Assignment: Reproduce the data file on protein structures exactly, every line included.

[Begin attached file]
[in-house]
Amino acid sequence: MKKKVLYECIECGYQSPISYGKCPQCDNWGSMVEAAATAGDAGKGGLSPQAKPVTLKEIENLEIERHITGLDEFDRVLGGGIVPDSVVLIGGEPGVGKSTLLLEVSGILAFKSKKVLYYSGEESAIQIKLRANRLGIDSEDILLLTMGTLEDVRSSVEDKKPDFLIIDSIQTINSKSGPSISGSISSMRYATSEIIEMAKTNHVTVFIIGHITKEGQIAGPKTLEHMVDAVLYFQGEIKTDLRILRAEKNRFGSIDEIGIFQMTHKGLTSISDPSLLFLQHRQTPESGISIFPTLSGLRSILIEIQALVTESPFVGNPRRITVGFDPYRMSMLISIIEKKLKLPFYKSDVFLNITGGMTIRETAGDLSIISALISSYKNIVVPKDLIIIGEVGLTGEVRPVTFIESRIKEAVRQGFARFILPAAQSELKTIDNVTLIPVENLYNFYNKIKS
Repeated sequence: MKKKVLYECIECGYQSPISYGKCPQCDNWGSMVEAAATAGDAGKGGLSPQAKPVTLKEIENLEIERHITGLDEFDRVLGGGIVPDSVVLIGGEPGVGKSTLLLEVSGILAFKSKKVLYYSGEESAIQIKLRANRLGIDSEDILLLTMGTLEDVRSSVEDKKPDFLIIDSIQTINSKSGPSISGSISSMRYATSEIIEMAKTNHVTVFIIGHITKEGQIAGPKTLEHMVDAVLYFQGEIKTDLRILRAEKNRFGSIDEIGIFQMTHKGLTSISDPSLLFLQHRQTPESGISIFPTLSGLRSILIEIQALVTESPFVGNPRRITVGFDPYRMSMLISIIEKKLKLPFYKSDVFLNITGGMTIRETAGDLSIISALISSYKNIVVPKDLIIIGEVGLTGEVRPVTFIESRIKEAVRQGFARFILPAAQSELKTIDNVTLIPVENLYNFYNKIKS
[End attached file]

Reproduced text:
[in-house]
Amino acid sequence: MKKKVLYECIECGYQSPISYGKCPQCDNWGSMVEAAATAGDAGKGGLSPQAKPVTLKEIENLEIERHITGLDEFDRVLGGGIVPDSVVLIGGEPGVGKSTLLLEVSGILAFKSKKVLYYSGEESAIQIKLRANRLGIDSEDILLLTMGTLEDVRSSVEDKKPDFLIIDSIQTINSKSGPSISGSISSMRYATSEIIEMAKTNHVTVFIIGHITKEGQIAGPKTLEHMVDAVLYFQGEIKTDLRILRAEKNRFGSIDEIGIFQMTHKGLTSISDPSLLFLQHRQTPESGISIFPTLSGLRSILIEIQALVTESPFVGNPRRITVGFDPYRMSMLISIIEKKLKLPFYKSDVFLNITGGMTIRETAGDLSIISALISSYKNIVVPKDLIIIGEVGLTGEVRPVTFIESRIKEAVRQGFARFILPAAQSELKTIDNVTLIPVENLYNFYNKIKS
Repeated sequence: MKKKVLYECIECGYQSPISYGKCPQCDNWGSMVEAAATAGDAGKGGLSPQAKPVTLKEIENLEIERHITGLDEFDRVLGGGIVPDSVVLIGGEPGVGKSTLLLEVSGILAFKSKKVLYYSGEESAIQIKLRANRLGIDSEDILLLTMGTLEDVRSSVEDKKPDFLIIDSIQTINSKSGPSISGSISSMRYATSEIIEMAKTNHVTVFIIGHITKEGQIAGPKTLEHMVDAVLYFQGEIKTDLRILRAEKNRFGSIDEIGIFQMTHKGLTSISDPSLLFLQHRQTPESGISIFPTLSGLRSILIEIQALVTESPFVGNPRRITVGFDPYRMSMLISIIEKKLKLPFYKSDVFLNITGGMTIRETAGDLSIISALISSYKNIVVPKDLIIIGEVGLTGEVRPVTFIESRIKEAVRQGFARFILPAAQSELKTIDNVTLIPVENLYNFYNKIKS